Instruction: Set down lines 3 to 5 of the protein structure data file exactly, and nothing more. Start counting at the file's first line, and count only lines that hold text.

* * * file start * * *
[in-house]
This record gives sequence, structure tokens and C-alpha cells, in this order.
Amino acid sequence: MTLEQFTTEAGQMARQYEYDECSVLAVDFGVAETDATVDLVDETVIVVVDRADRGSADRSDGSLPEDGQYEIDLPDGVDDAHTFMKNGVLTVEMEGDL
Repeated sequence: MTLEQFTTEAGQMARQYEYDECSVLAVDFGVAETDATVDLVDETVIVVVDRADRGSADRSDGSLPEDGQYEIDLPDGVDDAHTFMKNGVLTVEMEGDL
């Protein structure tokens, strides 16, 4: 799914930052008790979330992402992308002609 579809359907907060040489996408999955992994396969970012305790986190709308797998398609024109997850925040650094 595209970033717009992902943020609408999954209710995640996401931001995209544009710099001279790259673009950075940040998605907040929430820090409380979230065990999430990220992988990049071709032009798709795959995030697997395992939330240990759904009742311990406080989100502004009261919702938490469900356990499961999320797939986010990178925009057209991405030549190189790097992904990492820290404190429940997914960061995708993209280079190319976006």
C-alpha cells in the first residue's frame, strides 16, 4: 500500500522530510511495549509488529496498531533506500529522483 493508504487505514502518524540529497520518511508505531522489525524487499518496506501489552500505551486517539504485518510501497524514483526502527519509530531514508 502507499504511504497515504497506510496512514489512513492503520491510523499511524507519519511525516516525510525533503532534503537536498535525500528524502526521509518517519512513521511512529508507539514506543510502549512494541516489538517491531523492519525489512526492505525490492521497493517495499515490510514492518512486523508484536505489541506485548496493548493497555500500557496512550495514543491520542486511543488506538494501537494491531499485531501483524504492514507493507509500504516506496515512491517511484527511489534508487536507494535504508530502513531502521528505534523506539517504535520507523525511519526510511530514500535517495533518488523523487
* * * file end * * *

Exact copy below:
Amino acid sequence: MTLEQFTTEAGQMARQYEYDECSVLAVDFGVAETDATVDLVDETVIVVVDRADRGSADRSDGSLPEDGQYEIDLPDGVDDAHTFMKNGVLTVEMEGDL
Repeated sequence: MTLEQFTTEAGQMARQYEYDECSVLAVDFGVAETDATVDLVDETVIVVVDRADRGSADRSDGSLPEDGQYEIDLPDGVDDAHTFMKNGVLTVEMEGDL
């Protein structure tokens, strides 16, 4: 799914930052008790979330992402992308002609 579809359907907060040489996408999955992994396969970012305790986190709308797998398609024109997850925040650094 595209970033717009992902943020609408999954209710995640996401931001995209544009710099001279790259673009950075940040998605907040929430820090409380979230065990999430990220992988990049071709032009798709795959995030697997395992939330240990759904009742311990406080989100502004009261919702938490469900356990499961999320797939986010990178925009057209991405030549190189790097992904990492820290404190429940997914960061995708993209280079190319976006």